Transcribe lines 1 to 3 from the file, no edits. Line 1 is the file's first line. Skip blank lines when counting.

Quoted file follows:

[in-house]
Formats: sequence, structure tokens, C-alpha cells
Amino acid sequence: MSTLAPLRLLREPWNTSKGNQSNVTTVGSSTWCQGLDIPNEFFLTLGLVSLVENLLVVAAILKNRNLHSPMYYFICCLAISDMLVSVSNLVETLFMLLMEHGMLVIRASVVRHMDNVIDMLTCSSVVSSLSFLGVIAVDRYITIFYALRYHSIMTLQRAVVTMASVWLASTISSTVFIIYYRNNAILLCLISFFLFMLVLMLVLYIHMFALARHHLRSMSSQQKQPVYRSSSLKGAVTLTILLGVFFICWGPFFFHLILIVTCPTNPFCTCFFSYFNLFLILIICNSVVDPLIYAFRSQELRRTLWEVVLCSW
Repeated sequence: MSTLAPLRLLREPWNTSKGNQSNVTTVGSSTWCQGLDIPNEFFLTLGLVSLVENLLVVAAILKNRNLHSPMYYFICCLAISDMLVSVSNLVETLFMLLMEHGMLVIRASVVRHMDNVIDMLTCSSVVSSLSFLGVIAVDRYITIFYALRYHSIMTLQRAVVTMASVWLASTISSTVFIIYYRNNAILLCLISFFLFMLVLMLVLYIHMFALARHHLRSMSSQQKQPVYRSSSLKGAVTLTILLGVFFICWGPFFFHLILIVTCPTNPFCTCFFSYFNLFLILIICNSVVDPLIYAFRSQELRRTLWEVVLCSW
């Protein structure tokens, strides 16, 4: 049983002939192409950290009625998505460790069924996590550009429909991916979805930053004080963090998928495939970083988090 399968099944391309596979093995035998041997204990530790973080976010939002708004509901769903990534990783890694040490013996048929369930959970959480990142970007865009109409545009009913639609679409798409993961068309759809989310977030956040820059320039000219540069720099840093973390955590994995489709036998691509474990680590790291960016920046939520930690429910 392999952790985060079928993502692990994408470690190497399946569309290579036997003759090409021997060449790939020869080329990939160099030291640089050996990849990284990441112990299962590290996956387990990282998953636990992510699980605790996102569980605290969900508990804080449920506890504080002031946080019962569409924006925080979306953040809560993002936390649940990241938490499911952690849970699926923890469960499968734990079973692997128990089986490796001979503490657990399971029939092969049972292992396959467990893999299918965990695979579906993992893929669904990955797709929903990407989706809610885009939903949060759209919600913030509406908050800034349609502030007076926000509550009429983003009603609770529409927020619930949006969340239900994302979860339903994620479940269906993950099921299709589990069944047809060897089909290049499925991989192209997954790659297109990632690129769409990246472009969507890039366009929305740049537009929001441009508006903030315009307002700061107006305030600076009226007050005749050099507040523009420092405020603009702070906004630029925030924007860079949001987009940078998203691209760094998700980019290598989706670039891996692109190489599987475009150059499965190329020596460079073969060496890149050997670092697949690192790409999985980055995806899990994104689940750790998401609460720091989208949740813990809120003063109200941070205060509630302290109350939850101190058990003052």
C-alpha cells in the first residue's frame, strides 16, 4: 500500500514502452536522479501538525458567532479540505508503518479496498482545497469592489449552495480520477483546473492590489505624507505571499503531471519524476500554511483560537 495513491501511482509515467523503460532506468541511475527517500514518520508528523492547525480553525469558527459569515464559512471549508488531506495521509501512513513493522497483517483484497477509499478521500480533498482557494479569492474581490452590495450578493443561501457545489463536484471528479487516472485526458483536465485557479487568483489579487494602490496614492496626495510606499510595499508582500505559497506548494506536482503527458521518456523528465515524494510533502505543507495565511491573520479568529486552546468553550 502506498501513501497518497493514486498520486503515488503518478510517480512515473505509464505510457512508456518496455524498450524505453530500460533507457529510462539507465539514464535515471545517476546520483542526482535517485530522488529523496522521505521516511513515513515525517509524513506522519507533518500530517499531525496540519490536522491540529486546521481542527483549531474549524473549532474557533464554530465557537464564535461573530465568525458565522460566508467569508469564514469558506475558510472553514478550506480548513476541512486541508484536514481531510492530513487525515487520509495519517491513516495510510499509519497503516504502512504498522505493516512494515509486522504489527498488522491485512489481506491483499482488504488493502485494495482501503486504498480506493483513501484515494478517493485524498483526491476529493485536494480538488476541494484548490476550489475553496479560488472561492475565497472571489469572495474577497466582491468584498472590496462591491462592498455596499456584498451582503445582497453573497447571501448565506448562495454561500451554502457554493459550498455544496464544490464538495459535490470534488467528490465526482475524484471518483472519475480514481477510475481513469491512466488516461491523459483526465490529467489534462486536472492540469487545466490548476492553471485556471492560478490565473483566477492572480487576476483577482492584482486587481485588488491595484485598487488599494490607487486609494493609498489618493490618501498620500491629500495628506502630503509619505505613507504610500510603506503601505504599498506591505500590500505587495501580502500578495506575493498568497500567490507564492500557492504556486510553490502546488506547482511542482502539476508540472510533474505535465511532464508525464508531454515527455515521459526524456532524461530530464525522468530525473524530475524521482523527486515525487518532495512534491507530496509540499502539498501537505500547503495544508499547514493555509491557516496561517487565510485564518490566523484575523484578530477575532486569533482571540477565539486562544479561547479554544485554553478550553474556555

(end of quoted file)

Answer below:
[in-house]
Formats: sequence, structure tokens, C-alpha cells
Amino acid sequence: MSTLAPLRLLREPWNTSKGNQSNVTTVGSSTWCQGLDIPNEFFLTLGLVSLVENLLVVAAILKNRNLHSPMYYFICCLAISDMLVSVSNLVETLFMLLMEHGMLVIRASVVRHMDNVIDMLTCSSVVSSLSFLGVIAVDRYITIFYALRYHSIMTLQRAVVTMASVWLASTISSTVFIIYYRNNAILLCLISFFLFMLVLMLVLYIHMFALARHHLRSMSSQQKQPVYRSSSLKGAVTLTILLGVFFICWGPFFFHLILIVTCPTNPFCTCFFSYFNLFLILIICNSVVDPLIYAFRSQELRRTLWEVVLCSW